The typical VHS Learning site coordinator supports about 25 students per semester, although many site coordinators support larger numbers of students depending on the number of enrollments at their local school. VHS Learning will train additional school site coordinators at no charge, but only the primary site coordinator will receive a grant stipend.
No, because the teachers in this program are VHS Learning teachers, not local teachers. This grant will offer training for local site coordinators along with a stipend for each student they support.
VHS Learning is supplying certified teachers. AP teachers locally are not required for this grant. This opportunity is designed to complement, not supplant, current course offerings. If you have a teacher who is interested in learning how to teach an AP course online, please contact us to discuss.
No, because local AP teachers are not required (VHS Learning provides teachers), this grant does not offer a stipend for teachers. There is, however, a stipend for the local site coordinator for each student they support.
All VHS Learning teachers will receive training on culturally responsive teaching practices. Through the grant, VHS Learning has engaged with Debbie Zaccarian and Associates (https://www.zacarianconsulting.com/) to expand training in this area.
Nonprofit VHS Learning partners with schools to provide supplemental programs for schools, and MA schools have used the program for the last 25 years. Courses are taught by certified high school teachers who typically also teach face-to-face. Currently 750 schools use the program to supplement local school offerings.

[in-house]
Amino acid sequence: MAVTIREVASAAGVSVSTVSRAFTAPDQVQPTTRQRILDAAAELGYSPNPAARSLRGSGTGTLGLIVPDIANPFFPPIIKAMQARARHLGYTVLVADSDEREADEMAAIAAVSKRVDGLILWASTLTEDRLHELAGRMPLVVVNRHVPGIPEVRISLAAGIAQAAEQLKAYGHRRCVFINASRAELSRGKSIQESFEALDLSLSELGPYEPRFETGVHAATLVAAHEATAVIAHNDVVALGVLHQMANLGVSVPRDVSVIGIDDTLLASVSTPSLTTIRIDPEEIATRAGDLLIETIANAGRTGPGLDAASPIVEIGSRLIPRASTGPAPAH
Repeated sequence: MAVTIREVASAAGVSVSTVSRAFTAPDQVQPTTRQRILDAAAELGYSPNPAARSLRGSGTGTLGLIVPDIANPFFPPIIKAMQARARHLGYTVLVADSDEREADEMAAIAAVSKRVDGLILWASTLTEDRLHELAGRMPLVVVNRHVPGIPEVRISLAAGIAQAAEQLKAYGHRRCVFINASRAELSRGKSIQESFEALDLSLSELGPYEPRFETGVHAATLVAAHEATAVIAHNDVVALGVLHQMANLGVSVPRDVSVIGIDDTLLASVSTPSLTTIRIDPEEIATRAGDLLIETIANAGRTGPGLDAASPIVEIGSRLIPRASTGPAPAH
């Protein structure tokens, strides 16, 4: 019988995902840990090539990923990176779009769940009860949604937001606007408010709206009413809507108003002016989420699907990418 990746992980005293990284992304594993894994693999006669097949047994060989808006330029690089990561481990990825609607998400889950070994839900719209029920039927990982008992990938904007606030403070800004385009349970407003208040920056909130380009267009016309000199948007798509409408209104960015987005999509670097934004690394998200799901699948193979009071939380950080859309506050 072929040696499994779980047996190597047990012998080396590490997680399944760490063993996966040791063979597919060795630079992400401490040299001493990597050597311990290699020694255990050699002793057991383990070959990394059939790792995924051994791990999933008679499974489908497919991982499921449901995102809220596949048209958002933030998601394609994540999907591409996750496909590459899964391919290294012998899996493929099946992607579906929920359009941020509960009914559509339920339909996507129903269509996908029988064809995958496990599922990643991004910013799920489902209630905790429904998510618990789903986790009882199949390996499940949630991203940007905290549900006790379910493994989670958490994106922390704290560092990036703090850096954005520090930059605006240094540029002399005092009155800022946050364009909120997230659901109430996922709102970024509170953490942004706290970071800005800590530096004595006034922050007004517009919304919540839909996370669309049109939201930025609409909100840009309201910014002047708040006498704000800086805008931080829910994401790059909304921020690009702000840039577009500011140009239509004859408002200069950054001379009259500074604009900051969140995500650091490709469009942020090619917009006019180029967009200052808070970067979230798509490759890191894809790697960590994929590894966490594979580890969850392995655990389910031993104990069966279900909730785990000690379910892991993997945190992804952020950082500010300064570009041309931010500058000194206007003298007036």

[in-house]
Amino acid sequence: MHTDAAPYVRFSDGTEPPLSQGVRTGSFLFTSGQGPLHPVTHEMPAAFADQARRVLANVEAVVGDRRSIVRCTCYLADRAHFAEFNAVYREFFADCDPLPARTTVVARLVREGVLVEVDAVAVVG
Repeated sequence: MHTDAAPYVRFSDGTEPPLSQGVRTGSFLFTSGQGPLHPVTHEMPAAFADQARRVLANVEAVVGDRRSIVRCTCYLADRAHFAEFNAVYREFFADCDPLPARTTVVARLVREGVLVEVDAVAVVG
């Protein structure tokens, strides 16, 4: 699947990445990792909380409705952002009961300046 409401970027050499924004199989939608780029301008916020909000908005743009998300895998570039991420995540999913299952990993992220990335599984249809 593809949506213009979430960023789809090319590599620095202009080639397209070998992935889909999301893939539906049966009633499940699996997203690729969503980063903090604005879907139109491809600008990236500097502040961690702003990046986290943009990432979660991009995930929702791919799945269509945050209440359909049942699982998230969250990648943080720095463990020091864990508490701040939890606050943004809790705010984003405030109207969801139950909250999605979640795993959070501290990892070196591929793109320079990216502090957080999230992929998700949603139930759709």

Students will be taught by a certified teacher who will be considered the teacher of record.
Each school must designate an AP Coordinator to organize and administer the school’s AP Program.
The AP Coordinator registers students for exams, places exam orders and maintains exam security when managing the receipt, distribution, administration and return of exam materials. For more information on the role, refer to the College Board AP Coordinator Tutorial. Additional information for those assigned to the AP Coordinator role, including timeline and manuals (Part 1 and Part 2) can be found here: https://apcentral.collegeboard.org/about-ap-2021/ap-coordinators.
Courses are conducted for a full academic year and are paced, not self-paced.
Links to detailed AP course descriptions and prerequisites are available on the VHS Learning website: https://vhslearning.org/advanced-placement and are listed above.
Technical requirements for participation can be found here: https://vhslearning.org/technical-requirements. Chromebooks can present challenges in certain courses where software that is downloaded must be used extensively.
Yes, for the most part. Chromebooks present challenges in courses where software that is downloaded must be used extensively. Technical requirements for participation can be found here: https://vhslearning.org/technical-requirements. Chromebooks would work for most courses, though students will need occasional access to a computer to access simulations. Please review course descriptions -- see https://vhslearning.org/stem-ap-access-expansion-opportunity#courses. Additional consultation is available as needed.